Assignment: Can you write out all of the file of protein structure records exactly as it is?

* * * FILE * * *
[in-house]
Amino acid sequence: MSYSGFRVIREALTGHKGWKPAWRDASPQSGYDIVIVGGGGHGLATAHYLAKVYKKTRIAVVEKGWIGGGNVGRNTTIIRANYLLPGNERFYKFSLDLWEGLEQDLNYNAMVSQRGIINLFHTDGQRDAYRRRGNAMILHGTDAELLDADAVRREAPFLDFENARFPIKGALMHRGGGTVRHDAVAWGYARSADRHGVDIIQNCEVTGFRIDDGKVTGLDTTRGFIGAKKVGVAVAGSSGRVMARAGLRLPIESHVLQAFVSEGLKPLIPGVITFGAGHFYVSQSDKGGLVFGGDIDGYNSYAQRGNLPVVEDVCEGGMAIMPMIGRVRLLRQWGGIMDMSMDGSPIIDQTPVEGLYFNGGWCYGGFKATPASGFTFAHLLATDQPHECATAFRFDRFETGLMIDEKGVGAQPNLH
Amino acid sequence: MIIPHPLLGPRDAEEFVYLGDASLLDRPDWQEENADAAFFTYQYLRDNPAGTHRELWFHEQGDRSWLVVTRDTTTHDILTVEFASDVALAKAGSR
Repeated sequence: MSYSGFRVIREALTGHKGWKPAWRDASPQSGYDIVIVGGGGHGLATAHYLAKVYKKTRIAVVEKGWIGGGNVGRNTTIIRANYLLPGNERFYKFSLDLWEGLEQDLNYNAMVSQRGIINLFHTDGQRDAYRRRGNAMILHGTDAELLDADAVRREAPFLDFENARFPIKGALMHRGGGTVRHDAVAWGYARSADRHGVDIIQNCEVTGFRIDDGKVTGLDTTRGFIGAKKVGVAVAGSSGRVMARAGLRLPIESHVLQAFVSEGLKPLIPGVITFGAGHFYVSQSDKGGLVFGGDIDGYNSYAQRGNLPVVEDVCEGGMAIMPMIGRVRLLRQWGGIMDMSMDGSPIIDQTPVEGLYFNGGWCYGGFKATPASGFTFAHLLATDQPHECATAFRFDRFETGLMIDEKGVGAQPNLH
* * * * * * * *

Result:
[in-house]
Amino acid sequence: MSYSGFRVIREALTGHKGWKPAWRDASPQSGYDIVIVGGGGHGLATAHYLAKVYKKTRIAVVEKGWIGGGNVGRNTTIIRANYLLPGNERFYKFSLDLWEGLEQDLNYNAMVSQRGIINLFHTDGQRDAYRRRGNAMILHGTDAELLDADAVRREAPFLDFENARFPIKGALMHRGGGTVRHDAVAWGYARSADRHGVDIIQNCEVTGFRIDDGKVTGLDTTRGFIGAKKVGVAVAGSSGRVMARAGLRLPIESHVLQAFVSEGLKPLIPGVITFGAGHFYVSQSDKGGLVFGGDIDGYNSYAQRGNLPVVEDVCEGGMAIMPMIGRVRLLRQWGGIMDMSMDGSPIIDQTPVEGLYFNGGWCYGGFKATPASGFTFAHLLATDQPHECATAFRFDRFETGLMIDEKGVGAQPNLH
Amino acid sequence: MIIPHPLLGPRDAEEFVYLGDASLLDRPDWQEENADAAFFTYQYLRDNPAGTHRELWFHEQGDRSWLVVTRDTTTHDILTVEFASDVALAKAGSR
Repeated sequence: MSYSGFRVIREALTGHKGWKPAWRDASPQSGYDIVIVGGGGHGLATAHYLAKVYKKTRIAVVEKGWIGGGNVGRNTTIIRANYLLPGNERFYKFSLDLWEGLEQDLNYNAMVSQRGIINLFHTDGQRDAYRRRGNAMILHGTDAELLDADAVRREAPFLDFENARFPIKGALMHRGGGTVRHDAVAWGYARSADRHGVDIIQNCEVTGFRIDDGKVTGLDTTRGFIGAKKVGVAVAGSSGRVMARAGLRLPIESHVLQAFVSEGLKPLIPGVITFGAGHFYVSQSDKGGLVFGGDIDGYNSYAQRGNLPVVEDVCEGGMAIMPMIGRVRLLRQWGGIMDMSMDGSPIIDQTPVEGLYFNGGWCYGGFKATPASGFTFAHLLATDQPHECATAFRFDRFETGLMIDEKGVGAQPNLH